the male hair which may probably be a mechanism by
which the wounds healed faster in the female. Some
researchers have also measured copper and zinc in the
skin and hair of animal (Onwuka et al., 2000;
Filistowicz et al., 2012). The healing promoting
activities of copper has also been reported when
applied together with other treatments (Pereira and
Felcman, 1998; Somayaji et al., 1995). Copper metal
in contact with skin is purported to exert anti-
inflammatory properties; however, the extent to which
copper penetrates the layers of the skin is a matter of
debate (Hostynek and Maibach 2003). Several copper-
dependent enzymes, mainly amine oxidases, are
known to be increased during wound healing (Rea et
al., 1998). These copper-dependent enzymes are
important in the remodelling and healing of wounds.
For example, lysyl oxidase catalyses the formation of
aldehyde cross-links and acts primarily on collagen
and elastin during wound healing (Kobayashi et al.,
1994).
However, average zinc concentration was elevated
in the skin of the males than the females while it was
higher in the hair of the female than the male.
Although this pattern of difference in zinc distribution
on the skin and hair of male and female could not be
easily explained except by natural consistency.
Meanwhile, the importance of zinc to wound healing
has earlier been highlighted (McCarthy et al., 1992).
Zinc is the only metal that appears in all enzyme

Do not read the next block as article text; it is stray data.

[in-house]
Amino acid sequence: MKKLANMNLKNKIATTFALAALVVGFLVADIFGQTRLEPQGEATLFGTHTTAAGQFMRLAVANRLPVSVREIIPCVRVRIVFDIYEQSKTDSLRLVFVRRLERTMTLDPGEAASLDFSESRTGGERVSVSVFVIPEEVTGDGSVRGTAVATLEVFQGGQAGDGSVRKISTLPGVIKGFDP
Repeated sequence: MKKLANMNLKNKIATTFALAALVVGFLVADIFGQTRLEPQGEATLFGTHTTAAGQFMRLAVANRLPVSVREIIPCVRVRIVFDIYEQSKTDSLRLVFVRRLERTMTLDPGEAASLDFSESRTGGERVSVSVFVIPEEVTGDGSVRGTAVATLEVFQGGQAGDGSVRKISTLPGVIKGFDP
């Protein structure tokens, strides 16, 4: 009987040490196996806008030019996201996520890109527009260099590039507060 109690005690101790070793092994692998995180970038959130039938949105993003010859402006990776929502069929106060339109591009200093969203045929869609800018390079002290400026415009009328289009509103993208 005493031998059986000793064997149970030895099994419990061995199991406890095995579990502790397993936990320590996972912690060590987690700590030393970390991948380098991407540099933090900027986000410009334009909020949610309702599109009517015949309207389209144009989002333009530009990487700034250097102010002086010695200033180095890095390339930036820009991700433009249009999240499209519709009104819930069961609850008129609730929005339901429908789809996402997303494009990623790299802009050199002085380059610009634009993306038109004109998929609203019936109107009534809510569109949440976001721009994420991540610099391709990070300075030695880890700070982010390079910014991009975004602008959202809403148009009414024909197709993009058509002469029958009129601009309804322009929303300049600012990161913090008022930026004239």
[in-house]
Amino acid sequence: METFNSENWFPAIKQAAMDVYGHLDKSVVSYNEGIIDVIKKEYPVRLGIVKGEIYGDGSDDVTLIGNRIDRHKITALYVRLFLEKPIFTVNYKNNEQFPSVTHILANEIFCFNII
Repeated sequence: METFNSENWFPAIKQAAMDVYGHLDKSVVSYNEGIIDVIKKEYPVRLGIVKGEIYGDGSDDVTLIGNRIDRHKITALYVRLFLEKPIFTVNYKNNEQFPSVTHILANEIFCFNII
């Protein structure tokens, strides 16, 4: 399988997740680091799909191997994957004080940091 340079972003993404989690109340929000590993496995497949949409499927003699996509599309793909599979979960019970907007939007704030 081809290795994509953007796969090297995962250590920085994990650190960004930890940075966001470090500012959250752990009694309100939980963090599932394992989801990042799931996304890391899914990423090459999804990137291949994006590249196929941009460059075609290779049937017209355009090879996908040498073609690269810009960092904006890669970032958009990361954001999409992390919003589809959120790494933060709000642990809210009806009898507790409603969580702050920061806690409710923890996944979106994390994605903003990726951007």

classes (Broadley et al., 2007) and it is involved in
numerous aspects of cellular metabolism (Classen et
al., 2011). It has been estimated that 6 % of body zinc
is located in the skin (King et al., 2000).
Many of the biochemical and molecular events in
wound repair can be expedited by addition of
supplementary zinc ion through up-regulation of
Metallothioneins (Lansdown, 2002) and zinc
metalloenzymes (Ravanti and Kahari, 2000). Zinc acts
as a co-factor for enzymes involved in wound healing,
most notable lysyl oxidase, which catalyzes the cross-
linkage of collagen (Levenson and Demetriou, 1992).
The importance of cross- linking for the mechanical
strength of wounds was demonstrated by topical
administration of ß-aminopropionitril, which
irreversibly inhibits lysyl oxidase (Ågren and Franzen,
1990). Besides, any defect in the expression of zinc
finger transcription factors in mRNA coding of growth
factors is consistent with impaired wound healing
(Sum et al., 2005). The pattern of distribution between
zinc and copper concentration in the skin and hair of
the male and female goats observed in this study could
be an added factor responsible for early wound healing
in female aside the oestrogen factor which has been
sufficiently established in both human and animals.
The ratio and distribution of copper to zinc is clinically
more important than the concentration of either of
these trace metals (Osredkar and Suster, 2011).
Therefore, imbalance in zinc and copper ratio in the
hair and skin as a result of deficiency could alter
wound healing. So, normalising the ratio below toxic
level in wound therapy either through topical or oral
route will be beneficial in accelerating wound healing
in animals and humans. More studies are on-going in
determining the probable mechanism responsible for
these observations.
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... A sharp sterilized scalpel was used with particular care taken that wound edges were sharply defined and bleeding reduced by the use of pressure gauze and shortening of surgery duration. The full thickness of the skin within the incision was then carefully stripped away by sharp dissection from its underlying muscle (Olaifa and Fadason, 2016). ...
... Error due to parallax was reduced by ensuring that wounds were measured under adequate illumination using the same blind observer all through the experiment. The length (L) and breadth (B) were then used to calculate the wound area in cm 2 (Olaifa and Fadason, 2016). ...